Once they had the details right about the hotel theming, they could explore the drop tower construct, improving it through Disney plussing. Imagineers did something particularly clever here. They randomized the ride, at least from the perspective of the user. A standard drop tower does one of two things. It either pulls the bottom out from under the rider, thrusting them to the ground at virtual gravity, or it throws the rider into the air. The technology is similar both ways, and while drop towers are undeniably fun, they’re also predictable. That’s precisely because so many amusement parks have them.
Disney went a different way with the concept. They built a lift system that wouldn’t function the way that the rider would anticipate. Instead, the randomization means that at any point, the elevator cart could go up or down. Everyone onboard has to hold their breath and wait for each new surprise. Some iterations of the ride even include fake endings to add further intrigue and excitement.
The highlight is when they reach the level where they can see daylight, a sublime introduction of a basic element into the darkest of dark rides. The bright light offers the rider brief hope of escape before the cart speeds back into the blackness of the abyss below. The brief glimpse of the outside world is a cruel tease.
The Twilight Zone Tower of Terror is a drop tower in the same way that Michael Jordan is a basketball player. Yes, the description is true in a broad sense, but it almost diminishes the party involved by describing the entity in the most basic way possible. Drop towers are straightforward and stylistically lacking. The Tower of Terror is a gorgeous, thematic building filled with impeccable touches and a ride that reduces the heartiest of individuals to screams of horror. And delight.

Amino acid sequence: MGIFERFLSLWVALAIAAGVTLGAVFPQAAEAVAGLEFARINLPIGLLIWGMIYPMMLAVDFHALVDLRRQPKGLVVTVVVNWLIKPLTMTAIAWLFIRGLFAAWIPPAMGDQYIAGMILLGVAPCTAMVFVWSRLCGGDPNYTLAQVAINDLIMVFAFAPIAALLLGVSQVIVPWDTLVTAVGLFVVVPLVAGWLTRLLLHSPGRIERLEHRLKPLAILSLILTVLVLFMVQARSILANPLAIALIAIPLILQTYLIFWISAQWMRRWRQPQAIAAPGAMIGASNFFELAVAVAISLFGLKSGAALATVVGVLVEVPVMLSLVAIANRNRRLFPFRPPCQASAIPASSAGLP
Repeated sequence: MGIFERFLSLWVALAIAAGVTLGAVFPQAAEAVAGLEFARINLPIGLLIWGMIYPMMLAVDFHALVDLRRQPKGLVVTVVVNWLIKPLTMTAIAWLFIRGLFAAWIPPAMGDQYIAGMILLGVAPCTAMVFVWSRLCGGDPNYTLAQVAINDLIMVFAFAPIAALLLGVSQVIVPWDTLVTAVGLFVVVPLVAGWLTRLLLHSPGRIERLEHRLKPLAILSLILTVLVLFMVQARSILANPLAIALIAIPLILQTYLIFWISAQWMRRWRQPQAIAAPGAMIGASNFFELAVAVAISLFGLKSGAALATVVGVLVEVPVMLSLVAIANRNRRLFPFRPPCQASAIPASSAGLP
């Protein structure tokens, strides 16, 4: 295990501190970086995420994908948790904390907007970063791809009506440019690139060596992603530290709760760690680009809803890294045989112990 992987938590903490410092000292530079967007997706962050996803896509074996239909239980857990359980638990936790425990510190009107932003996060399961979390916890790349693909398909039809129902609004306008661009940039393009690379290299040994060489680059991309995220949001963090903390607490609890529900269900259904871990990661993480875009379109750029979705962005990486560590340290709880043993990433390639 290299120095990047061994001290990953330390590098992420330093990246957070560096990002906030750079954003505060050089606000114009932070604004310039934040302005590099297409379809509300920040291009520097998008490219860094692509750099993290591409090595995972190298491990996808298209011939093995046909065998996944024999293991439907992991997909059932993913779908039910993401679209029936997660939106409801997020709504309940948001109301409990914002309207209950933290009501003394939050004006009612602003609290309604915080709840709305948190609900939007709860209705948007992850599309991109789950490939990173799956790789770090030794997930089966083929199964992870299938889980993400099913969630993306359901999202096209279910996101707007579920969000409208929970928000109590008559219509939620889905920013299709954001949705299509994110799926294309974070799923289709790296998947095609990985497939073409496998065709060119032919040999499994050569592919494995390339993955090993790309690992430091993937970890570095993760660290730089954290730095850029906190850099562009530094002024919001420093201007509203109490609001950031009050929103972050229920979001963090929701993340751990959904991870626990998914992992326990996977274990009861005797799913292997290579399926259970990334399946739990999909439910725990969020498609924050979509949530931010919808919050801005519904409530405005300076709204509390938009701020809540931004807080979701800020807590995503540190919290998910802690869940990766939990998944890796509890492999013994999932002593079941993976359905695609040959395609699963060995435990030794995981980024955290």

So, what changed about the situation that caused the Happiest Place on Earth to diminish one of the greatest Imagineering achievements ever? Blame a foul-mouthed, weapon-lovin’ raccoon.
Disney took notice of the soaring value of one of their properties. The ascension of this IP allowed them to consider alternatives for one that they didn’t own, and the rest is tragic theme park history. What follows is the tale of the Twilight of the Twilight Zone Tower of Terror and the corresponding rise of the Guardians of the Galaxy. This story will reveal just how fickle Disney can act when a huge financial outlay is in play and just how much they want their own properties to comprise the entirety of their theme parks. It’s not a happy tale. Then again, Twilight Zone episodes aren’t known for their happy endings.
Binge watching to glory
Our story started with a group of Disney employees and a television. Their job title that week was one that many of us have done for free. These cast members binged their way through 156 episodes of The Twilight Zone. It’s great work if you can get it.
When will it close?